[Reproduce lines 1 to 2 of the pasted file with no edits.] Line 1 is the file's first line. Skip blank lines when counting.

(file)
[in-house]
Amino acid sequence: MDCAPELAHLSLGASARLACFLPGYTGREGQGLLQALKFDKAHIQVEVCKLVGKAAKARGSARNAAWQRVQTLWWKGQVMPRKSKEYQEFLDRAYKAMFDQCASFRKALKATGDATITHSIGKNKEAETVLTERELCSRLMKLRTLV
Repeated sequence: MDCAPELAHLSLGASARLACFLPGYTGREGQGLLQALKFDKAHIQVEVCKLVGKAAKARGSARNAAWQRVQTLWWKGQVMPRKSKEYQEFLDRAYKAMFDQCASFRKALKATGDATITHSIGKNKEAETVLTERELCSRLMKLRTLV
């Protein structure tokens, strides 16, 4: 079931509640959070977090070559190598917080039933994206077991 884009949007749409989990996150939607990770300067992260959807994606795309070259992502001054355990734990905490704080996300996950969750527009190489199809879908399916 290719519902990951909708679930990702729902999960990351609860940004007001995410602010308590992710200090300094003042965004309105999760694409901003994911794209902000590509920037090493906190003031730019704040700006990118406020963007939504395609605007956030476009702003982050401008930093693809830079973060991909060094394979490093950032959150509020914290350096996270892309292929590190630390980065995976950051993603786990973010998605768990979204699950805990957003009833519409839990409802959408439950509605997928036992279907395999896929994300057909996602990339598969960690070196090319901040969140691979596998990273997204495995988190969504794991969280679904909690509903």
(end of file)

[in-house]
Amino acid sequence: MDCAPELAHLSLGASARLACFLPGYTGREGQGLLQALKFDKAHIQVEVCKLVGKAAKARGSARNAAWQRVQTLWWKGQVMPRKSKEYQEFLDRAYKAMFDQCASFRKALKATGDATITHSIGKNKEAETVLTERELCSRLMKLRTLV